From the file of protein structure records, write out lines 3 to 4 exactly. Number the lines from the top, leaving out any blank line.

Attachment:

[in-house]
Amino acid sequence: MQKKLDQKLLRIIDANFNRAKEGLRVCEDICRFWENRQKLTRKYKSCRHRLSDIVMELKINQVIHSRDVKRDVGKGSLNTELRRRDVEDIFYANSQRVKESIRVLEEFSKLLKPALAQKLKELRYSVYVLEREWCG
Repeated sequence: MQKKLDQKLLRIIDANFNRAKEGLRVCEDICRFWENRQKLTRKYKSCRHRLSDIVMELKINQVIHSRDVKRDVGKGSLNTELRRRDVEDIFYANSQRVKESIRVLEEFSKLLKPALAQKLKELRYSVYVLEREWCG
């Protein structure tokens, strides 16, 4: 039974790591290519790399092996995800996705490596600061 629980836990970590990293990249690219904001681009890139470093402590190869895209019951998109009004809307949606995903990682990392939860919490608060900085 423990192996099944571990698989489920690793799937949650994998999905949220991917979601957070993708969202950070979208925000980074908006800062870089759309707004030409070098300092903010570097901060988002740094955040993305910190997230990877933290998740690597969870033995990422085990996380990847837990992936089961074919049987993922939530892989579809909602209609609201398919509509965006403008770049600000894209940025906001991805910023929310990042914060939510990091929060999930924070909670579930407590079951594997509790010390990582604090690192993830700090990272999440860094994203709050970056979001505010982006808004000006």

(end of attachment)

Repeated sequence: MQKKLDQKLLRIIDANFNRAKEGLRVCEDICRFWENRQKLTRKYKSCRHRLSDIVMELKINQVIHSRDVKRDVGKGSLNTELRRRDVEDIFYANSQRVKESIRVLEEFSKLLKPALAQKLKELRYSVYVLEREWCG
């Protein structure tokens, strides 16, 4: 039974790591290519790399092996995800996705490596600061 629980836990970590990293990249690219904001681009890139470093402590190869895209019951998109009004809307949606995903990682990392939860919490608060900085 423990192996099944571990698989489920690793799937949650994998999905949220991917979601957070993708969202950070979208925000980074908006800062870089759309707004030409070098300092903010570097901060988002740094955040993305910190997230990877933290998740690597969870033995990422085990996380990847837990992936089961074919049987993922939530892989579809909602209609609201398919509509965006403008770049600000894209940025906001991805910023929310990042914060939510990091929060999930924070909670579930407590079951594997509790010390990582604090690192993830700090990272999440860094994203709050970056979001505010982006808004000006």